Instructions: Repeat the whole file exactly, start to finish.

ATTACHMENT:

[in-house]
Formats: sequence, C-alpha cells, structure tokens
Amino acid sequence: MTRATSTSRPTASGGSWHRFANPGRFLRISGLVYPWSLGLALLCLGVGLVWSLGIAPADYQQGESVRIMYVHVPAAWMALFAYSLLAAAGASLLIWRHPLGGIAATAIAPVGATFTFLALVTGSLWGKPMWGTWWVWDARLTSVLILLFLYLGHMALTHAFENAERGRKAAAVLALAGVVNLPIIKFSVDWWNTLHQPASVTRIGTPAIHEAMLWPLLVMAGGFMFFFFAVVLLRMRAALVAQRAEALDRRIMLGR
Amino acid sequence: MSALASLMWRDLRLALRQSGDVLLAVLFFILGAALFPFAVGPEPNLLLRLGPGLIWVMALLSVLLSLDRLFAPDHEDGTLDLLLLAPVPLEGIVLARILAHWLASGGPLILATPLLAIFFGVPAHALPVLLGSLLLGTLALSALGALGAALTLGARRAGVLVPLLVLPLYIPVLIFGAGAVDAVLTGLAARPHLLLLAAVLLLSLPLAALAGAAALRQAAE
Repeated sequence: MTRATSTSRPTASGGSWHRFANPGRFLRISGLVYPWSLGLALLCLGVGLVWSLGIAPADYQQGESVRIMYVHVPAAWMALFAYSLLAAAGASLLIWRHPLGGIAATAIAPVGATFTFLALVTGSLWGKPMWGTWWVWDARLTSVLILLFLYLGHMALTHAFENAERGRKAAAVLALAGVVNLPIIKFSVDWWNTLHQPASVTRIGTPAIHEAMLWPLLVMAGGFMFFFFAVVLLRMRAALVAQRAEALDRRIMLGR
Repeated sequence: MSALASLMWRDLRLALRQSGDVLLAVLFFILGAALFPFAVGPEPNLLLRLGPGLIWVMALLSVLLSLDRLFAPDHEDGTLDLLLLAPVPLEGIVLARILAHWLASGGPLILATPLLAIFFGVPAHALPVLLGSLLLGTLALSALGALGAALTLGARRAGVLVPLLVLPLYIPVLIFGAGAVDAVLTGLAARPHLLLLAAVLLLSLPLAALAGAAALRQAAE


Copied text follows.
[in-house]
Formats: sequence, C-alpha cells, structure tokens
Amino acid sequence: MTRATSTSRPTASGGSWHRFANPGRFLRISGLVYPWSLGLALLCLGVGLVWSLGIAPADYQQGESVRIMYVHVPAAWMALFAYSLLAAAGASLLIWRHPLGGIAATAIAPVGATFTFLALVTGSLWGKPMWGTWWVWDARLTSVLILLFLYLGHMALTHAFENAERGRKAAAVLALAGVVNLPIIKFSVDWWNTLHQPASVTRIGTPAIHEAMLWPLLVMAGGFMFFFFAVVLLRMRAALVAQRAEALDRRIMLGR
Amino acid sequence: MSALASLMWRDLRLALRQSGDVLLAVLFFILGAALFPFAVGPEPNLLLRLGPGLIWVMALLSVLLSLDRLFAPDHEDGTLDLLLLAPVPLEGIVLARILAHWLASGGPLILATPLLAIFFGVPAHALPVLLGSLLLGTLALSALGALGAALTLGARRAGVLVPLLVLPLYIPVLIFGAGAVDAVLTGLAARPHLLLLAAVLLLSLPLAALAGAAALRQAAE
Repeated sequence: MTRATSTSRPTASGGSWHRFANPGRFLRISGLVYPWSLGLALLCLGVGLVWSLGIAPADYQQGESVRIMYVHVPAAWMALFAYSLLAAAGASLLIWRHPLGGIAATAIAPVGATFTFLALVTGSLWGKPMWGTWWVWDARLTSVLILLFLYLGHMALTHAFENAERGRKAAAVLALAGVVNLPIIKFSVDWWNTLHQPASVTRIGTPAIHEAMLWPLLVMAGGFMFFFFAVVLLRMRAALVAQRAEALDRRIMLGR
Repeated sequence: MSALASLMWRDLRLALRQSGDVLLAVLFFILGAALFPFAVGPEPNLLLRLGPGLIWVMALLSVLLSLDRLFAPDHEDGTLDLLLLAPVPLEGIVLARILAHWLASGGPLILATPLLAIFFGVPAHALPVLLGSLLLGTLALSALGALGAALTLGARRAGVLVPLLVLPLYIPVLIFGAGAVDAVLTGLAARPHLLLLAAVLLLSLPLAALAGAAALRQAAE